HIV-1 and SARS-CoV-2 immunogen design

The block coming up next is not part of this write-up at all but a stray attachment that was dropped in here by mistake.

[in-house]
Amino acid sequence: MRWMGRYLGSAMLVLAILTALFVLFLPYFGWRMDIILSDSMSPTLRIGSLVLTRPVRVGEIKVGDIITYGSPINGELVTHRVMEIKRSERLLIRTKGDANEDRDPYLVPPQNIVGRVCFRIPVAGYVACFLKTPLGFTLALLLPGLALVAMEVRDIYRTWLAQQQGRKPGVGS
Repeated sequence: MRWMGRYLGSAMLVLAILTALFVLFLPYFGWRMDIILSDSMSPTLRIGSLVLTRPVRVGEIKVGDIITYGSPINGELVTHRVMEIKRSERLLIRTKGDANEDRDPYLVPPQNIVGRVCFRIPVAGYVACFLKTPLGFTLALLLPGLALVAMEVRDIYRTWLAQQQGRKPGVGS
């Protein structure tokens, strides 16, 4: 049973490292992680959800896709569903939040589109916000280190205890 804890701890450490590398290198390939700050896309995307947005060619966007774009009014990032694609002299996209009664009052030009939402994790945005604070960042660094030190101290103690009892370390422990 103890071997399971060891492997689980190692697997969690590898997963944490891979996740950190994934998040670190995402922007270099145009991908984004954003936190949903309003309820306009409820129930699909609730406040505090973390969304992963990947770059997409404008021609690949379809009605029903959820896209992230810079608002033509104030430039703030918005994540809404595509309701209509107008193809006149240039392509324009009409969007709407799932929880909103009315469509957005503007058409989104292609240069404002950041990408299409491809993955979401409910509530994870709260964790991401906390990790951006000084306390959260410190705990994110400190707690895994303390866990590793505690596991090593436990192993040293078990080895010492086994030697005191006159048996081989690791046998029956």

Human Immunodeficiency Virus (HIV-1) is the aetiologic agent of AIDS. Presently there are ~38 million HIV-1 infected individuals worldwide and ~1 million deaths in 2019. Since its discovery, the quest for vaccine candidate for HIV-1 is alive, yet no effective vaccine exists till date. HIV-1 viral displayed Envelope (Env) protein is the primary viral target of the humoral immune system and is thus an obvious vaccine candidate. The historic RV144 HIV-1 clinical trial resulted in a modest efficacy of the gp120 clade B/E vaccine candidate and renewed hope in finding a HIV-1 vaccine. However, monomeric gp120 does not induce protective antibodies and native-like trimeric Env was hypothesized to be a better candidate to induce broadly neutralizing antibodies. The recent structure of the BG505SOSIP.664 gp140 ectodomain reinvigorated interest in rational immunogen design. Chapter 1 outlines the HIV-1 virus, organisation, and structures of the Env ectodomain gp140, gp120, gp41 and various strategies to elicit neutralizing antibodies. Chapter 2 provides proof of principle of a method involving a computational sequence and structure guided Rosetta mutational scanning approach PROSS, to generate high yielding variants of the Env derivative gp140 without altering the trimeric structure and antigenicity. Chapter 3 utilizes the approach of cyclic permutation to rationally design trimeric gp120 derivatives that display a native V1V2 apex and retain binding to quaternary epitope directed bNAbs such as PGT145 and PGDM1400. Further, a nanoparticle display of the cyclic permutant was carried out to improve the immunogenicity of these potentially attractive vaccine candidates. Chapter 4 utilizes a structure guided approach to derive stable Env ectodomain variants by a cyclic permutation design strategy and describes an approach to engineer disulfides at the trimer Apex to covalently link the trimers for obtaining dynamically stable Env variants. HIV-1 Env displays conserved epitopes that are targeted by broadly neutralizing antibodies. CD4 binding site (CD4bs) antibodies are amongst the most potent. These CD4bs in humans are observed to be produced from a highly restricted set of germline sequences of the antibody repertoire. Chapter 5 attempts to utilize a structure guided approach to computationally design antibodies derived from novel germlines that are predicted to be energetically stable. Functional and biochemical characterization of these antibodies is reported Chapter 5. With the ongoing COVID-19 pandemic we attempted to develop a vaccine candidate utilizing a structure guided approach in Chapter 6. The Receptor binding domain (RBD) of the Spike protein of SARS-CoV-2 has been observed to be the primary target of the most potent neutralizing antibodies. Hence in Chapter 6 we designed an RBD subunit vaccine candidate to combat COVID-19. The designed RBD derivative is highly thermotolerant and also immunogenic and produces neutralizing antibodies comparable to several candidates currently being tested in the clinic.